Deaf Student Plans Thesis in Sign Language

By Yoshida, Naohiro | The Daily Yomiuri (Toyko, Japan), October 15, 2015 | Go to article overview

Deaf Student Plans Thesis in Sign Language


Yoshida, Naohiro, The Daily Yomiuri (Toyko, Japan)


A graduate school student, born without the ability to hear, has become the first person in Japan to undertake the challenge of completing a master's degree thesis through sign language instead of by means of written Japanese.

Shinya Kawabata, 36, studying at the Japan College of Social Work in Kiyose, western Tokyo, has been video recording the sign-language thesis for presentation in DVD format to the graduate school. He has been receiving sign-language instruction from Prof. Kurumi Saito, a specialist in linguistics.

Mitsuji Hisamatsu, chief of the secretariat of the Japanese Federation of the Deaf (JDF), points out the challenges students with hearing disabilities face. "Because answers to examinations and theses at a great majority of universities in Japan have to be written in Japanese, those deaf-mute students who are good at sign language but not so good at the Japanese language have been greatly disadvantaged," he said.

Kawabata and Prof. Saito aimed to put sign-language theses on the same level as written ones. In exchanges between the two, Kawabata posed such questions as, "How does one quote part of a thesis written by another researcher?" to which Prof. Saito replied, "When you quote a researcher's thesis for the first time, you should spell out the person's full name and make it clear what page of the thesis you have made the quotation from."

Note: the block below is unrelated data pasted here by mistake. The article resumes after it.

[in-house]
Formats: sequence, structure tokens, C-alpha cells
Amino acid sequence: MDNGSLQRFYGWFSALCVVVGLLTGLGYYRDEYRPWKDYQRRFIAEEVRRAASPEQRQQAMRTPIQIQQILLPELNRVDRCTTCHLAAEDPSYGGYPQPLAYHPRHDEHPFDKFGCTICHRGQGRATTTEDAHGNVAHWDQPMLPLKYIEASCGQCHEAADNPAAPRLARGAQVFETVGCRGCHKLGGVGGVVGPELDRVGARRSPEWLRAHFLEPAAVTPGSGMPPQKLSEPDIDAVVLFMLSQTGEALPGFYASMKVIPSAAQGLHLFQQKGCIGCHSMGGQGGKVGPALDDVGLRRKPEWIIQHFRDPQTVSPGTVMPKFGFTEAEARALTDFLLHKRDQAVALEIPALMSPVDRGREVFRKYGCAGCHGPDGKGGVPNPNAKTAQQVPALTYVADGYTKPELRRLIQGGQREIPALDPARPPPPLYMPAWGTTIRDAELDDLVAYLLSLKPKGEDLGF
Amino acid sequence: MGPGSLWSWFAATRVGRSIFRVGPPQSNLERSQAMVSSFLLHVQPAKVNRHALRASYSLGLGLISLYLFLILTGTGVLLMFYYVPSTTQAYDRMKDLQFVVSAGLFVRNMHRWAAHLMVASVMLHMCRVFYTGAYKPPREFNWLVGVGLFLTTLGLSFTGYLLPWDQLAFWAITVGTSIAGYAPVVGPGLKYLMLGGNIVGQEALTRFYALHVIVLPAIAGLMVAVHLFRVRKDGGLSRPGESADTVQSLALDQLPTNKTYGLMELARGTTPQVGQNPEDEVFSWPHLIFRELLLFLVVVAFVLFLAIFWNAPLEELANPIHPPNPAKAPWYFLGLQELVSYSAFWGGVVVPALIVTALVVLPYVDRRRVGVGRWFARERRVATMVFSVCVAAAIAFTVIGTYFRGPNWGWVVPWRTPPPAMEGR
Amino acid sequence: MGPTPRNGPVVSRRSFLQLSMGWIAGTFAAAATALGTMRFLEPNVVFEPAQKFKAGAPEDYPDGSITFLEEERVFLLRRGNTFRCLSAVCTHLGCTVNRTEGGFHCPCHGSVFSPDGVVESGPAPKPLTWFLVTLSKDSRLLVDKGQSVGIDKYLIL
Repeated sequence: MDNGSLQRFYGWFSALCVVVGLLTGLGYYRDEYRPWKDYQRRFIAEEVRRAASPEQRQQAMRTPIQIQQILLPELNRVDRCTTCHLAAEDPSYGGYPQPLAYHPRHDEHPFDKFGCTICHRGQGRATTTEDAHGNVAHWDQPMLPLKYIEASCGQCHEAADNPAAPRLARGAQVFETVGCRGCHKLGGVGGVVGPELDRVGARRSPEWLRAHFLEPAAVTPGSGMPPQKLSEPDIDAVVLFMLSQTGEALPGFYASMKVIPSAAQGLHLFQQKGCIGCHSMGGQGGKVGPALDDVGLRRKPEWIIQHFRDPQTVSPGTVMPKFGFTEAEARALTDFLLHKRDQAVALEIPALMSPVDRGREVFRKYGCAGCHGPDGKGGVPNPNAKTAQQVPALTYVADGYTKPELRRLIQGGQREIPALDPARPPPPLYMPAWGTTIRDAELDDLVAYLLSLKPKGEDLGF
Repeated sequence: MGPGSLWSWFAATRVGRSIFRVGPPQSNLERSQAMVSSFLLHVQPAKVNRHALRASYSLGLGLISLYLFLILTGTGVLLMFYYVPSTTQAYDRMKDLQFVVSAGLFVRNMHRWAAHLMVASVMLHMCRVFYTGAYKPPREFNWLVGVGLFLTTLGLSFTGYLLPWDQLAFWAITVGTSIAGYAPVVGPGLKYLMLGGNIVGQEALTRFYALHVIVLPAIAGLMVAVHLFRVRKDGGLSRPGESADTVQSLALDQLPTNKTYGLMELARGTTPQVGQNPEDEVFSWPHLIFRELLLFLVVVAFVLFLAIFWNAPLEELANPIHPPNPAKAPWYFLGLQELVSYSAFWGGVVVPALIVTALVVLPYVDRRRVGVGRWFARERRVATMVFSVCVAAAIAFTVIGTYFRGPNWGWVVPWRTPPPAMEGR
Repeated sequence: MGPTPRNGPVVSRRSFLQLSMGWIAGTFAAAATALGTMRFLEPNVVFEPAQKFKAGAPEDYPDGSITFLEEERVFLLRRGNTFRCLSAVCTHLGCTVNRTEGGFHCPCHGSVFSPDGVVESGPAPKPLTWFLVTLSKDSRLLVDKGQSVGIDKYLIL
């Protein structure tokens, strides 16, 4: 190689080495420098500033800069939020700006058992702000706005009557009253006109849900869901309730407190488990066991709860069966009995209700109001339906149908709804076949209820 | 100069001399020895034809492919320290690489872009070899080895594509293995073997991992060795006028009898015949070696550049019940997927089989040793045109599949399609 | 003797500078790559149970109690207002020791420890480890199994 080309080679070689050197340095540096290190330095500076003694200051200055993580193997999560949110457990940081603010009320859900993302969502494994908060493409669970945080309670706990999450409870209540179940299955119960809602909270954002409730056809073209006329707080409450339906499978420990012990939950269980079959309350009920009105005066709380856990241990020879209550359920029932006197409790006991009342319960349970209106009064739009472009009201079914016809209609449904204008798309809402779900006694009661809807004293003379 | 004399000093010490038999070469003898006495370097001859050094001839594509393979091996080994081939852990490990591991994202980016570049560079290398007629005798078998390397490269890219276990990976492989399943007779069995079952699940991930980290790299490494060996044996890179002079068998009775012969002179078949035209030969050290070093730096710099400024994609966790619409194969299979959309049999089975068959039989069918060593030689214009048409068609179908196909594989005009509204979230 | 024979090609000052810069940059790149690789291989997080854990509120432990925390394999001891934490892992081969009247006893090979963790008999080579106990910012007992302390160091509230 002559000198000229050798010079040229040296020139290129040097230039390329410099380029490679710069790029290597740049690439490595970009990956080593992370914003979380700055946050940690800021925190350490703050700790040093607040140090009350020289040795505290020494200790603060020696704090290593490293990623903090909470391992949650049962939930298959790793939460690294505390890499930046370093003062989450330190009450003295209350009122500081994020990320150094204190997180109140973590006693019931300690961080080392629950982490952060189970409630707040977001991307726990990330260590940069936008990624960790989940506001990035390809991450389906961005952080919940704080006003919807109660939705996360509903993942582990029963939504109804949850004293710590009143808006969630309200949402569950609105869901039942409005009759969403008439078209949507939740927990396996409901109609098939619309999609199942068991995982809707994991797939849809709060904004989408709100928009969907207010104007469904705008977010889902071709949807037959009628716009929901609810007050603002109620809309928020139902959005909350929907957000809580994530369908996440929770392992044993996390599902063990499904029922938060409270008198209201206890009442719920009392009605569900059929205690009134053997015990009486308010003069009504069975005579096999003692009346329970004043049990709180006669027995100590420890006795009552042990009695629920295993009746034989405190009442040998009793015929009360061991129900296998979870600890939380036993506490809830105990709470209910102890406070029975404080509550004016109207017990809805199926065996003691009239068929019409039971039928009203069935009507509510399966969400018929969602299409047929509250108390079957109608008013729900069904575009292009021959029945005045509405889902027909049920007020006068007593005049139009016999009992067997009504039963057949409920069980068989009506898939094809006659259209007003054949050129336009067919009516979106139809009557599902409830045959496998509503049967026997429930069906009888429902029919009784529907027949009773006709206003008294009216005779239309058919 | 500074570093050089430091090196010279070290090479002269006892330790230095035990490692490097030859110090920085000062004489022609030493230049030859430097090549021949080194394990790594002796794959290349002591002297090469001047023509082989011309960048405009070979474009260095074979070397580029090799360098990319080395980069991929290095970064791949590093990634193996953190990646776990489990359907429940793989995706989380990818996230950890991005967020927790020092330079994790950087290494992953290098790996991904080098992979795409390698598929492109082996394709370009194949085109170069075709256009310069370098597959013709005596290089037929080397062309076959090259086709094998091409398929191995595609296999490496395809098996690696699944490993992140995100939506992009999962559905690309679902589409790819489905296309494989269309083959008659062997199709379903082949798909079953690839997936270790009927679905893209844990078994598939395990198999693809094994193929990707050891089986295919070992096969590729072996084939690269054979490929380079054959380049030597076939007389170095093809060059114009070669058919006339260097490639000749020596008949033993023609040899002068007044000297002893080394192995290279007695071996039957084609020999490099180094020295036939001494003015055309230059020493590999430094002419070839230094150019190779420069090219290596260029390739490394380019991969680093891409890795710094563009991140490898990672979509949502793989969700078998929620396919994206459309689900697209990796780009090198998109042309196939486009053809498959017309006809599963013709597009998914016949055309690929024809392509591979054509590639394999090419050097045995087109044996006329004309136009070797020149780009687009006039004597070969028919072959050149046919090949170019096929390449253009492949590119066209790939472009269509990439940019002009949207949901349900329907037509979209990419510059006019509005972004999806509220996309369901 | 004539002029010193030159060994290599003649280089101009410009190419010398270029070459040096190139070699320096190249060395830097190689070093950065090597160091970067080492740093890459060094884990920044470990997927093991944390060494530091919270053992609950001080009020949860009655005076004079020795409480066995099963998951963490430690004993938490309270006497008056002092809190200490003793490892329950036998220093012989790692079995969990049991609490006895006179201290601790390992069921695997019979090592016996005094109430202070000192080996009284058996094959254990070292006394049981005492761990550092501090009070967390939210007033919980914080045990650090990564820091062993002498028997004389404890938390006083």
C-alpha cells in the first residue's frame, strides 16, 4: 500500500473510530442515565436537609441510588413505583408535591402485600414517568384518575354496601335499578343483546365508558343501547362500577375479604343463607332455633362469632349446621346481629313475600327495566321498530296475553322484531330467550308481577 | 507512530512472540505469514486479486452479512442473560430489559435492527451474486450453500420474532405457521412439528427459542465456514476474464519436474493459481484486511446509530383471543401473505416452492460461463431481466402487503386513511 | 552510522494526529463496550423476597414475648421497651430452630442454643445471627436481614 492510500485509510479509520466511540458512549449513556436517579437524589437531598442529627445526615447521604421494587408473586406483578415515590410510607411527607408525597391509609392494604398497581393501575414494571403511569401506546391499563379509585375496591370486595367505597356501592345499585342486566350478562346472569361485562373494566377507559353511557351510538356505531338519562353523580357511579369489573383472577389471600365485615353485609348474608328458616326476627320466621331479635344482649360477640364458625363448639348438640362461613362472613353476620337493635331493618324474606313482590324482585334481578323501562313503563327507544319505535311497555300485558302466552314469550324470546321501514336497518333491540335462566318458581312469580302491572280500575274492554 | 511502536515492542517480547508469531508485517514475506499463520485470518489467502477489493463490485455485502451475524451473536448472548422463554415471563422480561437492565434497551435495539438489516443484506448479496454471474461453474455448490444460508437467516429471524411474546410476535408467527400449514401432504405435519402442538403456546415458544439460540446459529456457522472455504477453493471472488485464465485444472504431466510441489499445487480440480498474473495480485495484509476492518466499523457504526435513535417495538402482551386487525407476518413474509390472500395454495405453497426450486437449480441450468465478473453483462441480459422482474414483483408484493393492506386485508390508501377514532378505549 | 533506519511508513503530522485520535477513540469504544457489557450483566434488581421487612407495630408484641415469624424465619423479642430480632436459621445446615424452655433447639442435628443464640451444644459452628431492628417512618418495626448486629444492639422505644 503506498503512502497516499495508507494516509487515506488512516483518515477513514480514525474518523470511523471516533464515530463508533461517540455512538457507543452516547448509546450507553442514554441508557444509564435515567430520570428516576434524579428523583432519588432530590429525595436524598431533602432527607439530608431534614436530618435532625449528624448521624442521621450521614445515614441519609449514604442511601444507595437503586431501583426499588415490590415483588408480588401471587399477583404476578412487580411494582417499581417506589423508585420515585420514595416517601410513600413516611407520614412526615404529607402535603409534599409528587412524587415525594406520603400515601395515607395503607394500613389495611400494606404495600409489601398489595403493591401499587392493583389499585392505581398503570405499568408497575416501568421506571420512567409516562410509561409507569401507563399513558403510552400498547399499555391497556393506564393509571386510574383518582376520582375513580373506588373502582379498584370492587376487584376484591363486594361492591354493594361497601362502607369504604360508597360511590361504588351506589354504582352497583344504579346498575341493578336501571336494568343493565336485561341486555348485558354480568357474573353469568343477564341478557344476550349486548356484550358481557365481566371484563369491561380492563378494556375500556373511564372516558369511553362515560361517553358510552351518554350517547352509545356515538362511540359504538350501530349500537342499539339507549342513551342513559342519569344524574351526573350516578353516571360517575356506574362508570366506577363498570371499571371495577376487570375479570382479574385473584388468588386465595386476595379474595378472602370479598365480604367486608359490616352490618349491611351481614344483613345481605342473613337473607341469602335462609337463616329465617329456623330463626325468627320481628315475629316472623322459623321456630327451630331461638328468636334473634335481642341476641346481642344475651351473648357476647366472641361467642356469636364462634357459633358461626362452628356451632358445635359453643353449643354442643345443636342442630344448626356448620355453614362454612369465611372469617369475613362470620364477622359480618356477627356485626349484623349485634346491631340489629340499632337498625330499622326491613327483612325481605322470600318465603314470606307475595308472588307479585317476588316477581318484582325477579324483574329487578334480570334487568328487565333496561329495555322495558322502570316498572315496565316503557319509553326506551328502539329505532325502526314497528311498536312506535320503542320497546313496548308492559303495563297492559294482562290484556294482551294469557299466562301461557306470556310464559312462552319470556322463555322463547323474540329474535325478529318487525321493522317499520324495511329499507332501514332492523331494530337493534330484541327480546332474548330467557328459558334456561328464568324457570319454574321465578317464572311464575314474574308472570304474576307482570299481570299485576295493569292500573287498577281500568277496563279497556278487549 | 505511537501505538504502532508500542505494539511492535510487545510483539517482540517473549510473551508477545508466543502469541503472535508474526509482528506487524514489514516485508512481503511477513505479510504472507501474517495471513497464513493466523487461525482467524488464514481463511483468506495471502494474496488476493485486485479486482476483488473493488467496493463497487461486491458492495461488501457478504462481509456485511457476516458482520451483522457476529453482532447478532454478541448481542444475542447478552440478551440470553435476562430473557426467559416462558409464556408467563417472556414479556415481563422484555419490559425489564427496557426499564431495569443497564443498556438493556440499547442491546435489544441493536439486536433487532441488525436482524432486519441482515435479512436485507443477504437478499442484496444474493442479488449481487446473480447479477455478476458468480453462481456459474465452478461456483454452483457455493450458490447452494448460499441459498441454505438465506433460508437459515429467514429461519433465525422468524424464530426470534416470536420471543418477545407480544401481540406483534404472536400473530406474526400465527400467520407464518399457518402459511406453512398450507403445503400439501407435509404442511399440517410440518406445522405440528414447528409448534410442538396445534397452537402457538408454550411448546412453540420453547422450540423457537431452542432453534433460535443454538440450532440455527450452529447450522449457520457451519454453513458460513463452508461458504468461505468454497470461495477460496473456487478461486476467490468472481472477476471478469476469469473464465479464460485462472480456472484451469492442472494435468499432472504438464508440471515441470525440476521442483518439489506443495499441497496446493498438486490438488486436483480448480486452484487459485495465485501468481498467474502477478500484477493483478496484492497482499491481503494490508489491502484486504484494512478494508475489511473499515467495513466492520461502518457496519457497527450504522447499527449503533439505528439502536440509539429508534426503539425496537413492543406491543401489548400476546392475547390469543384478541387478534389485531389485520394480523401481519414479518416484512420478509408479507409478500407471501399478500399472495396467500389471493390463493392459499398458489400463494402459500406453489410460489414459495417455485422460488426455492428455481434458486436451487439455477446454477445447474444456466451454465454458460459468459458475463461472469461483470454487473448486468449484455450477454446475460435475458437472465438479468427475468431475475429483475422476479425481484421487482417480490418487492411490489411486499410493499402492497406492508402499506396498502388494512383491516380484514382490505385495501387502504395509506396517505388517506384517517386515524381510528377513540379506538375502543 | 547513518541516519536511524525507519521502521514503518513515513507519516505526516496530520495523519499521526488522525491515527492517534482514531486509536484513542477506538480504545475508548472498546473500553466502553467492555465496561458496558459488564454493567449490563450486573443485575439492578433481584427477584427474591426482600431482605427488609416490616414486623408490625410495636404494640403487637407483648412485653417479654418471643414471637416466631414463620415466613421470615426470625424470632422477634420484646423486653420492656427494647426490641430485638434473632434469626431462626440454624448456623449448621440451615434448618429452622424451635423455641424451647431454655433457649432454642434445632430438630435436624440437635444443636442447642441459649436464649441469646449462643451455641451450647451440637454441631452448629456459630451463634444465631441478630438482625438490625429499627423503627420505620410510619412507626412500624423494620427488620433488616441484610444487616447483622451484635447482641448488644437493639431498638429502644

In addition to his hearing disability, Kawabata also identifies as gay. After entering the graduate course of the college in April last year, he has been studying methods of supporting "dual minority" individuals who are both deaf-mute and members of one or more sexual minority groups known collectively as LGBT (lesbian, gay, bisexual and transgender).

As the title of his master's thesis, Kawabata has chosen "Support for the deaf LGBT by means of sign language."

In addition to describing the current state of the deaf LGBT community, he is incorporating into his thesis key points for social workers to take into account when giving advice to deaf and LGBT persons. These include "being aware of the existence of people who do not belong to the 'man or woman' categories" and "refraining from communicating via e-mail at times when face-to-face sign language communication is necessary."

Because sign language and the Japanese language differ widely in both vocabulary and grammar, many deaf-mute people find it hard to read and write in Japanese. Kawabata is literate in Japanese to some extent, but has found it difficult to write a master's degree thesis in the language.

Prof. Saito thus came up with a proposal in July that led college authorities to change the rule on graduate school theses and agree to accept "sign-language theses" in addition to ones written in Japanese and English. …

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